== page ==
By allowing ads to appear on this site, you support the local businesses who, in turn, support great journalism.
Womens water and sanitation crisis
Placeholder Image

Water might be on the forefront of everyone’s minds in California as we face continued drought conditions, but in India there’s a mother losing her daughter every single day due to the lack of clean, drinkable water.

As pointed out in my last column that focused on the gender wage gap in America, there are still many inequalities facing women today, whether in the United States or across the globe. Being that March is Women’s History Month, it’s important that we not only examine the injustices that many American women continually struggle with, but the many international atrocities that are putting the lives of women in danger each day.

According to the United Nations Interagency Task Force on Gender and Water, various research and studies conducted throughout the world have shown time and again that access to clean water has an impact on gender inequality. Women’s participation in water and sanitation projects not only results in increased sustainability and effectiveness, but in giving women and girls more time for productive endeavors, education, and empowerment activities while also decreasing sexual assault. Why? In many poor countries without clean and easily accessible water sources, girls often begin collecting unsafe water at a young age and continue to collect and carry water throughout their lives, as it is primarily held as the duty of women within the community or village.

The Water Aid Organization of the United Kingdom found that many girls will spend more than 6 hours per day collecting water for their families, hindering them from attending school and pursuing an education. Even the small handful of young girls who attend school end up dropping out when they begin menstruating, due to not having anywhere to keep clean. Additionally, without having a safe or private place to go to the bathroom while carrying water all day, many young girls and women will go only at night, when the risk of assault, sexual harassment or animal attacks is greatly increased. For many women and young girls in developing countries across the globe, this is their daily reality.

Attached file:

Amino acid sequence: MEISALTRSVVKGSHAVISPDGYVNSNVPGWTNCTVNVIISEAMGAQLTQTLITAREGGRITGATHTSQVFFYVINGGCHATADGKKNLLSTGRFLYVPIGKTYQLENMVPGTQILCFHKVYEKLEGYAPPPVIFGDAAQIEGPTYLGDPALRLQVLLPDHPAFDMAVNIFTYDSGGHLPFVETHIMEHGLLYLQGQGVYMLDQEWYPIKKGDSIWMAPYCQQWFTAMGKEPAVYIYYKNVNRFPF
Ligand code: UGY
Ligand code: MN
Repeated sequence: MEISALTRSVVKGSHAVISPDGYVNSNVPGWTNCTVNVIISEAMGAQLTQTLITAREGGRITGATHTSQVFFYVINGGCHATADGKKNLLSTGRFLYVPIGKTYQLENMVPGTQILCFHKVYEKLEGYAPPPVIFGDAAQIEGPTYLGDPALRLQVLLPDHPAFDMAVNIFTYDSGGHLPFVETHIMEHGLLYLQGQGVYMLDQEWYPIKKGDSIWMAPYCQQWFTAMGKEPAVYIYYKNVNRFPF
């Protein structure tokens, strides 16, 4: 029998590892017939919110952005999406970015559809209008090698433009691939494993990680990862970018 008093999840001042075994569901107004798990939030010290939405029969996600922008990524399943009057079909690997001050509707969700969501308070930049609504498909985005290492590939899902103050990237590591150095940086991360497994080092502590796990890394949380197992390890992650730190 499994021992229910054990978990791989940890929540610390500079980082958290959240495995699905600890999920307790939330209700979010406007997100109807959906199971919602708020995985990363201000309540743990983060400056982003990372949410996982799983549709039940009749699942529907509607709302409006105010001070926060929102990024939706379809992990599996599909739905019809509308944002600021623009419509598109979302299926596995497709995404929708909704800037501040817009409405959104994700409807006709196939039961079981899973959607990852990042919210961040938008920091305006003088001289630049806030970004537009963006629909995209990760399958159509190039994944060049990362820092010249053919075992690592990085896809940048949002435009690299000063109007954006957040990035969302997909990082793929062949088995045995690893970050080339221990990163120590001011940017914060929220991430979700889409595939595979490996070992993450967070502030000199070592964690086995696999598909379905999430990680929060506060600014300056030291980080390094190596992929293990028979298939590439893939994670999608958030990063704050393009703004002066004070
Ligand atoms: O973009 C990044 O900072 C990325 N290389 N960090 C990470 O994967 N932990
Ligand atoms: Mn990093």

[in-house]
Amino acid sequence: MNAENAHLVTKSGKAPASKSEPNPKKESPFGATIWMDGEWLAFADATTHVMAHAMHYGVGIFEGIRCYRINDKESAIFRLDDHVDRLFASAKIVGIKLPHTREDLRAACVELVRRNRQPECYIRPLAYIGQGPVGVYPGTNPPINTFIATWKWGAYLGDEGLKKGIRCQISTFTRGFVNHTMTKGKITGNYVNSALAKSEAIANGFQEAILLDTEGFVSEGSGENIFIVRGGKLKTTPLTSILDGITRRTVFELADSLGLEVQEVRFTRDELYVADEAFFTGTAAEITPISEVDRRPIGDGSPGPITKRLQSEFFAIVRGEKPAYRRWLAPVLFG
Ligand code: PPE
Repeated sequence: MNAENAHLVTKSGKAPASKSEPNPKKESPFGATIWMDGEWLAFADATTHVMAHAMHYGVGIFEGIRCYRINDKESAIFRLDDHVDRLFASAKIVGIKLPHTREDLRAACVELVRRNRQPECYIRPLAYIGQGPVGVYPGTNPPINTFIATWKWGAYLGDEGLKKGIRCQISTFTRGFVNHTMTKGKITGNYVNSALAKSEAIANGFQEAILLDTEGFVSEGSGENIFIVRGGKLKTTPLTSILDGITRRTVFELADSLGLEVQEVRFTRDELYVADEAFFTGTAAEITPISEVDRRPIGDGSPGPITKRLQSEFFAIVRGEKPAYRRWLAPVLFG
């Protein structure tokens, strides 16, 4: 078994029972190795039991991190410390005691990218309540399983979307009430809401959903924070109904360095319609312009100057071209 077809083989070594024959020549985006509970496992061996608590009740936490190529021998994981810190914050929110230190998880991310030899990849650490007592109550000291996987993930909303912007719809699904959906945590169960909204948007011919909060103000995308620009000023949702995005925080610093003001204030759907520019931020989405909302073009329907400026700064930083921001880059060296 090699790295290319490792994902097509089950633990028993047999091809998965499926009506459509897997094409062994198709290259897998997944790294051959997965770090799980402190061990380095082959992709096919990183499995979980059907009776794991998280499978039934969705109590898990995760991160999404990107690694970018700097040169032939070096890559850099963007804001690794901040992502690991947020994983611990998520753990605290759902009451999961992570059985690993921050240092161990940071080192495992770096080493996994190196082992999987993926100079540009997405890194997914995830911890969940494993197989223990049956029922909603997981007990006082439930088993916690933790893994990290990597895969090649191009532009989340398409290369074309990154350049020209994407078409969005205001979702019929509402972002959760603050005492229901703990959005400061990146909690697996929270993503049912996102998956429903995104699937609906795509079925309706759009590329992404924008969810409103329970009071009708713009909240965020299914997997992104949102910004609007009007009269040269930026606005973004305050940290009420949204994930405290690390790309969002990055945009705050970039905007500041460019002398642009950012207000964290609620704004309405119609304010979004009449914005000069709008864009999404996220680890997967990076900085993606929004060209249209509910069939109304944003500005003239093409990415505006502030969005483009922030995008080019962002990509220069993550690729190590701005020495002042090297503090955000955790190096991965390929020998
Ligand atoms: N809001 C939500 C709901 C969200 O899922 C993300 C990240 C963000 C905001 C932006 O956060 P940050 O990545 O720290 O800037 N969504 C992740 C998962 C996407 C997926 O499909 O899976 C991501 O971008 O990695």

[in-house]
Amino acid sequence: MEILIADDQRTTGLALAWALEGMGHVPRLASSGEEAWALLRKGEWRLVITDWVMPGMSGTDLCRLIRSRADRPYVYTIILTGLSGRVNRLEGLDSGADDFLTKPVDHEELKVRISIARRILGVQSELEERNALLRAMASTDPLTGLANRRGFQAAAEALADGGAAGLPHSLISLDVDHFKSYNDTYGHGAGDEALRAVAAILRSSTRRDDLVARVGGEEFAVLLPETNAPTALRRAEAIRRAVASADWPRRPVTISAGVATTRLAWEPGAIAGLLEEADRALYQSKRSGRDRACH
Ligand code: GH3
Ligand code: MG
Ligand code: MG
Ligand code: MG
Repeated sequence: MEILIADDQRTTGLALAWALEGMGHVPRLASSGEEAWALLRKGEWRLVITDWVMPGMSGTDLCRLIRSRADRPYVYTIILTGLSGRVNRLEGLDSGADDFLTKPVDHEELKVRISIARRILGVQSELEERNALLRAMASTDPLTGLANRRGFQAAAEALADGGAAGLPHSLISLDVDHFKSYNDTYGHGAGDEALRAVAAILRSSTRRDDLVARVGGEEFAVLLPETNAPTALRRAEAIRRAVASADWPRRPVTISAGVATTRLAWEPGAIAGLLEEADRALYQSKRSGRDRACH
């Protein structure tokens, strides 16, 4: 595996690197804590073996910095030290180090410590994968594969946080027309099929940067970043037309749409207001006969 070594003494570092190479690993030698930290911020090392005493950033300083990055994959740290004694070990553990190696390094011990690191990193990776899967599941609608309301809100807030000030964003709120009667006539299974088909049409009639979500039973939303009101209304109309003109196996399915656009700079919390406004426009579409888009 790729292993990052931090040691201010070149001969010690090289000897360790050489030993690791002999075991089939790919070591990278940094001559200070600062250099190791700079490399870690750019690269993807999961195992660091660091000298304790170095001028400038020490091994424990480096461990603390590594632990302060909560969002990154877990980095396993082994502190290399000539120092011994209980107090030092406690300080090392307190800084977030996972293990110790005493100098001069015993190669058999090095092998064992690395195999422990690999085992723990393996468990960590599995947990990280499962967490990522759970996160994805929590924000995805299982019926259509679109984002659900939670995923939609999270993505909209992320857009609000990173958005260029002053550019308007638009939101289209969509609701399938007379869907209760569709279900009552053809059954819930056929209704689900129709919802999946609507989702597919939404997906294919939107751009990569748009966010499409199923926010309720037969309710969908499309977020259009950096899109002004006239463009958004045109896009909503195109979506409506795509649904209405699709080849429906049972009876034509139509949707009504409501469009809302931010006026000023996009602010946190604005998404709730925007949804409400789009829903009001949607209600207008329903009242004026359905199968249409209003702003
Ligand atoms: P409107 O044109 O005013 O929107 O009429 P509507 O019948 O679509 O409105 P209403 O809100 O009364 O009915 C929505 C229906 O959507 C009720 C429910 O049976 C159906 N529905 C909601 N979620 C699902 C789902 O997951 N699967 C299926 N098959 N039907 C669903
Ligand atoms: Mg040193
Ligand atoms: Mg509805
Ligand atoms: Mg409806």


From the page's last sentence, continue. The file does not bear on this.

Additionally, UN Water has reported that in poor regions, food security is often dependent on women’s subsistence production to feed the population. With evidence showing that women are responsible for half of the world’s food production – producing between 60 and 80 percent of the food in most developing countries – women farmers and land holders are critically dependent on having accessible water sources in order to survive.

But the health risks that are facing millions of women due to the lack of water and sanitation go far beyond not having water to irrigate crops, as water-borne diseases are rampant within these developing nations. Diseases such as diarrhea, cholera, typhoid and several parasitic infections are leading to the deaths of many, with diarrheal disease being the second leading cause of death in children under five years old, killing 760,000 each year. According to the World Health Organization, a significant proportion of diarrheal disease can be prevented through safe drinking-water and adequate sanitation and hygiene – basic things that we take for granted here in the United States.

Although these diseases are facing both women and men within these poor regions, a focus on gender difference has proven to be of particular importance with regard to sanitation initiatives as gender-balanced approaches helps ensure that everyone is equally protected. In Bangladesh, a school sanitation project with separate facilities for boys and girls helped boost girls’ attendance 11 percent per year on average from 1992-1999. By providing separate bathroom facilities for both boys and girls, not only are significant health risks being reduced, but also the rates of violence against women which may occur when women have to relieve themselves in the open at night.

With the lack of water and sanitation putting things like education, maternal health, livelihoods, and sexual assault/violence on the line each and every day for millions of women around the world, I begin to look at the water politics in California surrounding the ongoing drought and feel guilty that while we’re fighting about something like the Delta Smelt, there’s a young pregnant African woman who might get killed while crossing a makeshift bridge to reach a bush area to go to the bathroom at night.

I’m not saying that just because there are worse situations that exist in other nations, the problems currently facing us in our own part of the world suddenly become trivialized. I know that the ongoing drought in California is a very serious problem that has had severe impacts on many communities, and continues to threaten the livelihoods of many California farmers. However, I think that if we try to gain a little perspective on how fortunate we really are, and how dire the circumstances truly can become when you look at communities without accessible water for hygiene, drinking and irrigation purposes, we’ll perhaps be able to prioritize our efforts more clearly, and not let bureaucratic politics get in the way of what’s important – getting clean and accessible water to everyone.


If you’d like to get involved or donate to some of the efforts being done to help bring clean water and sanitation to the more than 780 million people in the world without this basic human right, visit